Adult daughters have traditionally served as primary caregivers for frail unmarried adults, but the levels of care they provided in the past may interfere with their growing work responsibilities. This paper examines the impact of time transfers to elderly parents on labor supply at midlife. Using a sample of women ages 55 to 67 in the Health and Retirement Study, we estimate panel data models of annual hours of paid work controlling for the endogeneity of time assistance to parents. The results indicate that time help to parents strongly reduces female labor supply at midlife. (Inquiry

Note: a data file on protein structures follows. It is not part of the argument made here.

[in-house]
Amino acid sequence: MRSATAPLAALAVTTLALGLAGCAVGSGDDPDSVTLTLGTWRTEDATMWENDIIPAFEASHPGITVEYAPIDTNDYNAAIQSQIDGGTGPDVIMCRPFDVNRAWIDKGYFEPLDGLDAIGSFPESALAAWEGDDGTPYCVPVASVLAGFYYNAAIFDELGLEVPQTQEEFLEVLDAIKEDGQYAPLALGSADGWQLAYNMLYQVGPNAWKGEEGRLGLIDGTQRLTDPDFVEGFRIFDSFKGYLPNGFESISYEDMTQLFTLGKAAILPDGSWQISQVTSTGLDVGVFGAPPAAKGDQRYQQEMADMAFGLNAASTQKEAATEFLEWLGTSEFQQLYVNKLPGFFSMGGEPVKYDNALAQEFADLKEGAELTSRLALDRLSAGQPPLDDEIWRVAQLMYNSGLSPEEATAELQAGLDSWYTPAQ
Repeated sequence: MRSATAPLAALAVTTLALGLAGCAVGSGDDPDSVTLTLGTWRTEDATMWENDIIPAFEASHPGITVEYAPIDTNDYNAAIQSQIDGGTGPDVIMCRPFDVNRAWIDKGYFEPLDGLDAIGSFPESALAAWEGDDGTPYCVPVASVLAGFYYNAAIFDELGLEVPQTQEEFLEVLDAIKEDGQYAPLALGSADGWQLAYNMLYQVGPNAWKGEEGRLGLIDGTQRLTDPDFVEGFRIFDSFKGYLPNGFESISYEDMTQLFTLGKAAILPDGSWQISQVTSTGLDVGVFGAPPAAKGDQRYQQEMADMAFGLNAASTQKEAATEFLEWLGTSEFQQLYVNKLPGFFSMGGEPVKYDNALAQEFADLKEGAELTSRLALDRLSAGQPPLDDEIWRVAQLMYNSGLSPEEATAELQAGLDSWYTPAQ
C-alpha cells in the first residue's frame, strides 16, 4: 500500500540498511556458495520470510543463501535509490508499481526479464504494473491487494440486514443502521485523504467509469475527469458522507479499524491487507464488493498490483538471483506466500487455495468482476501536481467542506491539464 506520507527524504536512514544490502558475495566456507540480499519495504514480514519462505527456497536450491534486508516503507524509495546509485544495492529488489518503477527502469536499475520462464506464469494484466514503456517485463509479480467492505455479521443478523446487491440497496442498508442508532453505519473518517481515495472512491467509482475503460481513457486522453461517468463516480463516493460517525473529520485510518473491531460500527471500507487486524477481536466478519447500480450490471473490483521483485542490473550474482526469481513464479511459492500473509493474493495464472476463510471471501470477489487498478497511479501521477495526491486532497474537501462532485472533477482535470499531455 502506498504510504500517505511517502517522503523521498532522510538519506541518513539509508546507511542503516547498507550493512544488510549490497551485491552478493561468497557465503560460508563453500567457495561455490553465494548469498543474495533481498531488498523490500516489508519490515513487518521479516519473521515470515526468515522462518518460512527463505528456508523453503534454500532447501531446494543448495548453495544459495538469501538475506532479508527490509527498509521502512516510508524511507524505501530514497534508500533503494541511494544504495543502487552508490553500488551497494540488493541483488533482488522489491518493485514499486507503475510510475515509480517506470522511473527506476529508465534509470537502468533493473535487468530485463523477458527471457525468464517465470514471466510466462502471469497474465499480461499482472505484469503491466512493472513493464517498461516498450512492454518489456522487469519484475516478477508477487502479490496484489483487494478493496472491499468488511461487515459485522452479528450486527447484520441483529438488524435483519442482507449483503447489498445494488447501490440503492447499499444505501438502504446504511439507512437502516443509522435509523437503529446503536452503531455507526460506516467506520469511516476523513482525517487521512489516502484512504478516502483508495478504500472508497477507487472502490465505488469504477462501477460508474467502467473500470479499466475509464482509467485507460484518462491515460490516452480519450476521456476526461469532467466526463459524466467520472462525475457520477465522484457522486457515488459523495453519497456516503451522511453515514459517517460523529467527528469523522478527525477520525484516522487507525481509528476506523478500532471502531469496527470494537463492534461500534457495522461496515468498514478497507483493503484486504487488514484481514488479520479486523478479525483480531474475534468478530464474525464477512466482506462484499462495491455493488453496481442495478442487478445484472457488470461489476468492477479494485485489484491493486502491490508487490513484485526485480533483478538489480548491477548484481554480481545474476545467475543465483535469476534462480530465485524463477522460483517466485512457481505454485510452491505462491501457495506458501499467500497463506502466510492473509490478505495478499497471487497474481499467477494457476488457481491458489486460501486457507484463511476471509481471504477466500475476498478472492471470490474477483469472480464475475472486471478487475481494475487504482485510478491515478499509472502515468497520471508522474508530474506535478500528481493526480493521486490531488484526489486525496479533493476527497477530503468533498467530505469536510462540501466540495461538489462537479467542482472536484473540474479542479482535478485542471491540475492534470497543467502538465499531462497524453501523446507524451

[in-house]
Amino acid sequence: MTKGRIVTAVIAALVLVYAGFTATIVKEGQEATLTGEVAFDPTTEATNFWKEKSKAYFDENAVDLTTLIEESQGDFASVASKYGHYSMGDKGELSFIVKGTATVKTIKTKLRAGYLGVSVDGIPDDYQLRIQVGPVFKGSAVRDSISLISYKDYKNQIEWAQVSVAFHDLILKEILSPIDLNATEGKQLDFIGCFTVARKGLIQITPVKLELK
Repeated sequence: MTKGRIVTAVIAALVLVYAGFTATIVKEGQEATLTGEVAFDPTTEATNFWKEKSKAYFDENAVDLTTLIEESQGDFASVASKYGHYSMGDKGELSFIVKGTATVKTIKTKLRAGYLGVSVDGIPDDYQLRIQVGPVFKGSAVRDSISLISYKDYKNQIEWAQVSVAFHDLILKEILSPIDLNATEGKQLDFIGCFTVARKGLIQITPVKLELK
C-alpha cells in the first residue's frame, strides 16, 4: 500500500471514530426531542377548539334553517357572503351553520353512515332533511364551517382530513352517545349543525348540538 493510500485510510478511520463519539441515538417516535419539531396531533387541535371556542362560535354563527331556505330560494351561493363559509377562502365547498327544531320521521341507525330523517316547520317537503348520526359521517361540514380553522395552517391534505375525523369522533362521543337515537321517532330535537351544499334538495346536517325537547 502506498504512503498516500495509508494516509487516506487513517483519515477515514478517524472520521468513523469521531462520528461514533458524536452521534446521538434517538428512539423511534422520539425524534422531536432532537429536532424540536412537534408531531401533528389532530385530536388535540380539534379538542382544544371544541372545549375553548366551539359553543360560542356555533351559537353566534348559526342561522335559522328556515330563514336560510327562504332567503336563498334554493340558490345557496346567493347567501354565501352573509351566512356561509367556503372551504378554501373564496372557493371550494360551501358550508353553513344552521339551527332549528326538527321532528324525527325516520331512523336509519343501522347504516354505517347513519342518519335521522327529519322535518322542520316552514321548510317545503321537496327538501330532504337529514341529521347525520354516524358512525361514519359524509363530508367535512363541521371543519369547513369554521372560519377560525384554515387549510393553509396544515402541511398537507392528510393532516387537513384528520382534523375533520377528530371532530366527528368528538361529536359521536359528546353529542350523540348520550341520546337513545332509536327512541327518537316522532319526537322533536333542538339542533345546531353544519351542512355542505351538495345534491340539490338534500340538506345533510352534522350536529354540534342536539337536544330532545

43(3): 195-210, 2006.)
Usage and reprints: Most publications may be downloaded free of charge from the web site and may be used and copies made for research, academic, policy or other non-commercial purposes. Proper attribution is required. Posting UI research papers on other websites is permitted subject to prior approval from the Urban Institute—contact firstname.lastname@example.org.
If you are unable to access or print the PDF document please contact us or call the Publications Office at (202) 261-5687.
Disclaimer: The nonpartisan Urban Institute publishes studies, reports, and books on timely topics worthy of public consideration. The views expressed are those of the authors and should not be attributed to the Urban Institute, its trustees, or its funders. Copyright of the written materials contained within the Urban Institute website is owned or controlled by the Urban Institute.